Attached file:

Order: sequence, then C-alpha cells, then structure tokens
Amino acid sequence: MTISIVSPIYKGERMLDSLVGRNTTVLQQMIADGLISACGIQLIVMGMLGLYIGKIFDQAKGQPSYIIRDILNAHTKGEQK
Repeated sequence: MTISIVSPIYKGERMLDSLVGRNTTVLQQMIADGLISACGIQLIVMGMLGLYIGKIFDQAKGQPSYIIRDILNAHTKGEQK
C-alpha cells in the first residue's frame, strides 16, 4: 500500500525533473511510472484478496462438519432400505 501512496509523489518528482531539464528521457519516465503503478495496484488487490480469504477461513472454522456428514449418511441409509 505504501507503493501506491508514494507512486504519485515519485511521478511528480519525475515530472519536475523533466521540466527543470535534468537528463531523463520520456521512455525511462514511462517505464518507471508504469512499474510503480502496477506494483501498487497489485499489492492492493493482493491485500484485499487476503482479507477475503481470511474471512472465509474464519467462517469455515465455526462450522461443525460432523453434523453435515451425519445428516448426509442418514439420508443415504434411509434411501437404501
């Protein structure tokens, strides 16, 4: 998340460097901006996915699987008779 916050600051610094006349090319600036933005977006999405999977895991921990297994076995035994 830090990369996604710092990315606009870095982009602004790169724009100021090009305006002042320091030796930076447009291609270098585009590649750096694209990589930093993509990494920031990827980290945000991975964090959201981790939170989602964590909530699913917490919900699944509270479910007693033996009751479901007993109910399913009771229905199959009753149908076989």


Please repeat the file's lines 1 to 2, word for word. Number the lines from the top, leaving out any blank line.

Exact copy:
Order: sequence, then C-alpha cells, then structure tokens
Amino acid sequence: MTISIVSPIYKGERMLDSLVGRNTTVLQQMIADGLISACGIQLIVMGMLGLYIGKIFDQAKGQPSYIIRDILNAHTKGEQK